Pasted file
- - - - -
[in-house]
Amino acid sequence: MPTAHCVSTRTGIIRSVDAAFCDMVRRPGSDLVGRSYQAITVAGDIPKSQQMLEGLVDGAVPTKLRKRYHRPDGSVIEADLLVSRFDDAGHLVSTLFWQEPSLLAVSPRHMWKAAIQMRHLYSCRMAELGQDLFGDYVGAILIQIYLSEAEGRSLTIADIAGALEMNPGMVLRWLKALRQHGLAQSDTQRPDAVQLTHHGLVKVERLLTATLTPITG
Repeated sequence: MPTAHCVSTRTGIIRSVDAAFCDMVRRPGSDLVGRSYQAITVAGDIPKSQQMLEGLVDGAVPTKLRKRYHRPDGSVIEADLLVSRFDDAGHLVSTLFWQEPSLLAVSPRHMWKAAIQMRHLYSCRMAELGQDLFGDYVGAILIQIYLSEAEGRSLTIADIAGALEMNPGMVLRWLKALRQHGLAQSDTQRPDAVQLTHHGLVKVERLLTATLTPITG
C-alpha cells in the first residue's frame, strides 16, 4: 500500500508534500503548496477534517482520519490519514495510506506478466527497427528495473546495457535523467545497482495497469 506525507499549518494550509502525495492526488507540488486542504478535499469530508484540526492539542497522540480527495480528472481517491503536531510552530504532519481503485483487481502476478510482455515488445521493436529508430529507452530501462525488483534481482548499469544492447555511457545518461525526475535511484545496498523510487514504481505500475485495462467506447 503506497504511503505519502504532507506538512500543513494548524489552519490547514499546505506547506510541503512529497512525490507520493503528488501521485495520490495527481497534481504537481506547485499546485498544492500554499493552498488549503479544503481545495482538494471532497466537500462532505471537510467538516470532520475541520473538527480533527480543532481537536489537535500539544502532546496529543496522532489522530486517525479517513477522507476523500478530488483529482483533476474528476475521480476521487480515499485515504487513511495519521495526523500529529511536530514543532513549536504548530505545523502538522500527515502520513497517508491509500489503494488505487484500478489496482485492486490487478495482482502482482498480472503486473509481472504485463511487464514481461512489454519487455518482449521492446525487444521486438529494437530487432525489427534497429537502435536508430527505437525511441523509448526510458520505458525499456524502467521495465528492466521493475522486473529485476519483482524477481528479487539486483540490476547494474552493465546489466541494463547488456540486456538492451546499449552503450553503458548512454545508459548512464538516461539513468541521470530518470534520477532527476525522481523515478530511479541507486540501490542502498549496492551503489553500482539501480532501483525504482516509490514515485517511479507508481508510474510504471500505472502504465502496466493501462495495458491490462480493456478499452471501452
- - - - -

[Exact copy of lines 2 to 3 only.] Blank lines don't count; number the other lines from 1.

Amino acid sequence: MPTAHCVSTRTGIIRSVDAAFCDMVRRPGSDLVGRSYQAITVAGDIPKSQQMLEGLVDGAVPTKLRKRYHRPDGSVIEADLLVSRFDDAGHLVSTLFWQEPSLLAVSPRHMWKAAIQMRHLYSCRMAELGQDLFGDYVGAILIQIYLSEAEGRSLTIADIAGALEMNPGMVLRWLKALRQHGLAQSDTQRPDAVQLTHHGLVKVERLLTATLTPITG
Repeated sequence: MPTAHCVSTRTGIIRSVDAAFCDMVRRPGSDLVGRSYQAITVAGDIPKSQQMLEGLVDGAVPTKLRKRYHRPDGSVIEADLLVSRFDDAGHLVSTLFWQEPSLLAVSPRHMWKAAIQMRHLYSCRMAELGQDLFGDYVGAILIQIYLSEAEGRSLTIADIAGALEMNPGMVLRWLKALRQHGLAQSDTQRPDAVQLTHHGLVKVERLLTATLTPITG